Tuesday 3 December 2013

Dickens Abridged

Arts Theatre, London


Written and directed by Adam Long

Damian Humbley

Charles Dickens is as much a fixture of our Christmas culture as a turkey dinner with all the trimmings. So cue Adam Long, a man with impeccable form in abbreviating classic English texts and a co-founder/creator of the Reduced Shakespeare Company. Having given us the Bard's complete works (abridged), Long has now moved forward a couple of centuries and fixed his canon upon the works of the great Victorian with Dickens Abridged being a hilarious 90minute zip through some of the writer's classic treasures.

Five guys play all the parts (including some female roles),with Damian Humbley mostly playing Dickens. Opening with Oliver Twist and with some lovely nods to the Oscar winning movie the humour is sharp throughout and the songs (with music all played by the talented band of actor-musicians) having a folksy acoustic guitar sound. Un-mic’d, the occasion has the air of a top-notch Edinburgh Fringe performance.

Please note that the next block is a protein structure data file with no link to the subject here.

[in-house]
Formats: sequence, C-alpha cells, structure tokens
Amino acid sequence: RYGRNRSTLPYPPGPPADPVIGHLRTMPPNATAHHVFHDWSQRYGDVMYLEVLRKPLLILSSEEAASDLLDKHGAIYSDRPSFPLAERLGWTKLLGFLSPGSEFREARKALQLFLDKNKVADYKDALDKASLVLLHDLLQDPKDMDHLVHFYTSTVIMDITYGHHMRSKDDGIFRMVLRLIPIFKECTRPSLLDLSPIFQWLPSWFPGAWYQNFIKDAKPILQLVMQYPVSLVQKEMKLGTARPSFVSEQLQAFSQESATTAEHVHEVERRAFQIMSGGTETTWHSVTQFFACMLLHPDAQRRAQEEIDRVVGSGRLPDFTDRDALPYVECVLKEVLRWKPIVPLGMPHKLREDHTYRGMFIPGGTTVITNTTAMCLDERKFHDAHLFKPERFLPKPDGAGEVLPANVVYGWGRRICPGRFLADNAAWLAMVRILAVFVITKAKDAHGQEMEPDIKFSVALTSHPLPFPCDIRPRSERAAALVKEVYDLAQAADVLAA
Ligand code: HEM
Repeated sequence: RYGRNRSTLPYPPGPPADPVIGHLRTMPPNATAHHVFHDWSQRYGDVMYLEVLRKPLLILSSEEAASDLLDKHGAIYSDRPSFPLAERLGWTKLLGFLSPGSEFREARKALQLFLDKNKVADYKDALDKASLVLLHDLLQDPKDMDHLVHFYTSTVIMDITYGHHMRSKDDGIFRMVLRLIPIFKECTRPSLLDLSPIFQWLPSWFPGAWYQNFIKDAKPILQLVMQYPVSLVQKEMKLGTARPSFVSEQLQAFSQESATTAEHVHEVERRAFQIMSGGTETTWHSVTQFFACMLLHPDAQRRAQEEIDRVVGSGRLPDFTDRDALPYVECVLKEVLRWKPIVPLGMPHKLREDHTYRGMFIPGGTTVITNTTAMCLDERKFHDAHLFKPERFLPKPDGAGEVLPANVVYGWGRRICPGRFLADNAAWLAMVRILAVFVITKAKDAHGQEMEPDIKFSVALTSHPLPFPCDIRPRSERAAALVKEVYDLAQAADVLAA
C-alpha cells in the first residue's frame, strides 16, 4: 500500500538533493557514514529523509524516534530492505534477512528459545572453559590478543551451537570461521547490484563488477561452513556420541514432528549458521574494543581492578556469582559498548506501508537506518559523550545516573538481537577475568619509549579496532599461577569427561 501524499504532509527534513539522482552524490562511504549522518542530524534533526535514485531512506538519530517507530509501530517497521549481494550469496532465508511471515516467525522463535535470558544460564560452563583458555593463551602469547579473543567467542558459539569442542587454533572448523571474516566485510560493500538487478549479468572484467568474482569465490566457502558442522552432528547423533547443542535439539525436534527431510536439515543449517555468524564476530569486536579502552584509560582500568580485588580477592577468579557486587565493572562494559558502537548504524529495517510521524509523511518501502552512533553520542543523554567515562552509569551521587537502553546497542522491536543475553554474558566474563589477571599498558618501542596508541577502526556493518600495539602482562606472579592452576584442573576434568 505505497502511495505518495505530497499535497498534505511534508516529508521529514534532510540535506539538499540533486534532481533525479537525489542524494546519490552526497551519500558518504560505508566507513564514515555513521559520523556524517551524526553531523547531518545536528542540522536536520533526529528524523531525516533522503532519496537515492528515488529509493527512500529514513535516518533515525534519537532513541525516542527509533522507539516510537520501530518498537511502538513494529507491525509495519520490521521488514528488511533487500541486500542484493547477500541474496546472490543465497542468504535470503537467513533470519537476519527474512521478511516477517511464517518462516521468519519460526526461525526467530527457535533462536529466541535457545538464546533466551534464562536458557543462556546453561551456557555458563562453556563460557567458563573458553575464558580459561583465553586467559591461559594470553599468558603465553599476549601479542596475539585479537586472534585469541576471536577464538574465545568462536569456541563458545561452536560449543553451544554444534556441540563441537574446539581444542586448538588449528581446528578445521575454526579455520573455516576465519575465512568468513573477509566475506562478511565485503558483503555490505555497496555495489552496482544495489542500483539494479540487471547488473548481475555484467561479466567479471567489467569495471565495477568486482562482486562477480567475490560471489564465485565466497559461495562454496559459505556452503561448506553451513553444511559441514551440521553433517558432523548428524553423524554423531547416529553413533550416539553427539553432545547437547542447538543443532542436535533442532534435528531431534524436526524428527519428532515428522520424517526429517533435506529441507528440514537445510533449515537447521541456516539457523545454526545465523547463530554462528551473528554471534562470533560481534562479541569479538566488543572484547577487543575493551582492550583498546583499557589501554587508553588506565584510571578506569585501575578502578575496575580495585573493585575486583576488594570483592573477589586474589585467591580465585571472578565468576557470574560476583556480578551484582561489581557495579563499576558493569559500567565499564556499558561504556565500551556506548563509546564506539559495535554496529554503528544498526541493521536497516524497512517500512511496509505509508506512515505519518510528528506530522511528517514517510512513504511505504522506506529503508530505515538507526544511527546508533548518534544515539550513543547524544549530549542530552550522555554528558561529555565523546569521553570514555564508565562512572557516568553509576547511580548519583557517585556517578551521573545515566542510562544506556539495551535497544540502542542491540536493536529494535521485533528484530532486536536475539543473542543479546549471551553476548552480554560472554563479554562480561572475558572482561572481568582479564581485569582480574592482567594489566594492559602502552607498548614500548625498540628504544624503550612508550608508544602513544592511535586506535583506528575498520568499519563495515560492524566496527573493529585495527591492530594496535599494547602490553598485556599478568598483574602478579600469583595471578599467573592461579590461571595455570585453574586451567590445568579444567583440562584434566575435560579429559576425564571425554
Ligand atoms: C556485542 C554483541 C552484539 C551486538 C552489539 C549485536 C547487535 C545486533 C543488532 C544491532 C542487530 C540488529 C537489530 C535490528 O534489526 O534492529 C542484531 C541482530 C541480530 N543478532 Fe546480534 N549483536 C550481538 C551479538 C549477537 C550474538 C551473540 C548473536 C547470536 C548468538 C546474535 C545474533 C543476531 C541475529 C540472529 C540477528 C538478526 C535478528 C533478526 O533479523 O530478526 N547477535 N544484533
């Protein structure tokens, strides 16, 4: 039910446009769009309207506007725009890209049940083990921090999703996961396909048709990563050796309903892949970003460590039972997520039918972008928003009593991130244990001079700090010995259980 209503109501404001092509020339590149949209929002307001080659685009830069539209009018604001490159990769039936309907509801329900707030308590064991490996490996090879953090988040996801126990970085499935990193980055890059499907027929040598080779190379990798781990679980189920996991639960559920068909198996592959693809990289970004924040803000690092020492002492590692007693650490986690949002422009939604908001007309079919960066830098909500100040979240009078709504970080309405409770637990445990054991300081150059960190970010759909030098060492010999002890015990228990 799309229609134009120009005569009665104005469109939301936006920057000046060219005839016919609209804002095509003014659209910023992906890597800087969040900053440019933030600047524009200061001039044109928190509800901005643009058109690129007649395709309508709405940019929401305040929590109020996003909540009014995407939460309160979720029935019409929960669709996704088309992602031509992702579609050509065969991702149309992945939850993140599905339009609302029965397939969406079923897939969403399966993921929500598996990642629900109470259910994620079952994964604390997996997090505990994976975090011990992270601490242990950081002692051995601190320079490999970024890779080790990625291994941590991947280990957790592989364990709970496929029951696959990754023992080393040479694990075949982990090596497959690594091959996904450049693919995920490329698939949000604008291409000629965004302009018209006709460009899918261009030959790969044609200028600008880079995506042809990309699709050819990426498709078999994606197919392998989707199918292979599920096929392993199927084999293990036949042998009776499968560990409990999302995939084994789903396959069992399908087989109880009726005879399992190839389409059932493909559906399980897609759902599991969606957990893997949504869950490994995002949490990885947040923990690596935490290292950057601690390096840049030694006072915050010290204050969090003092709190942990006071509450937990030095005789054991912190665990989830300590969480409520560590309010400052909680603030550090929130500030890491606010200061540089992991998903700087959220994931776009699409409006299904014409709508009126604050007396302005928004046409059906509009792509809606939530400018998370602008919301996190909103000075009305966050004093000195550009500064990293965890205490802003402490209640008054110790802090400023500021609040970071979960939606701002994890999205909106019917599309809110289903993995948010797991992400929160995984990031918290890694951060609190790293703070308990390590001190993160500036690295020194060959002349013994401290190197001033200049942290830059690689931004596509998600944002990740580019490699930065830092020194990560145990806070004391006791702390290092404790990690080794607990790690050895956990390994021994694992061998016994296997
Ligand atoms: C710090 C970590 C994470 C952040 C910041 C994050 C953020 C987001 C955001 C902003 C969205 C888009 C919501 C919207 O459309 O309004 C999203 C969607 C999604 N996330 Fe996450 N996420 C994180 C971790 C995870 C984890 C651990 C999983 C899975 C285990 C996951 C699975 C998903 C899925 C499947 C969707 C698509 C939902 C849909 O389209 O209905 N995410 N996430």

Humbley is, as always, West End gold. An Australian actor, playing an English writer who for some inexplicable reason along with the rest of the cast, is speaking with a Californian accent. (Maybe so American tourists will understand?). His waist-coated and bearded writer is a joy throughout, never more so then when as an aged and demented Dickens, he is visited by some of his fictional characters seeking revenge for the misfortune he has heaped upon them. The show does not demand an intimate knowledge of the novels, although a passing familiarity with some of the more famous books such as A Tale Of Two Cities and David Copperfield will only add to the evening’s enjoyment.

The irreverence is gorgeously affectionate. Jon Robyns, fresh out of Spamalot and playing amongst others Mr Bumble and Dickens’ wife is a scream, whilst Gerard Carey’s Tiny Tim (with electric guitar for a crutch) is another comedy gem. The guillotine moment from A Tale Of Two Cities is bloodily re-enacted (fear not though, the emphasis is on the humour rather than the horror) with an inspired moment of a decapitated Robyns on mouth organ that will stay with me for a long time.

Kit Orton and Matthew Hendrickson complete the talented company and for a clever Christmas offering, you won’t find funnier. The best of times? Undoubtedly. Dickens Abridged certainly left me wanting more!

Runs until 5th January 2014

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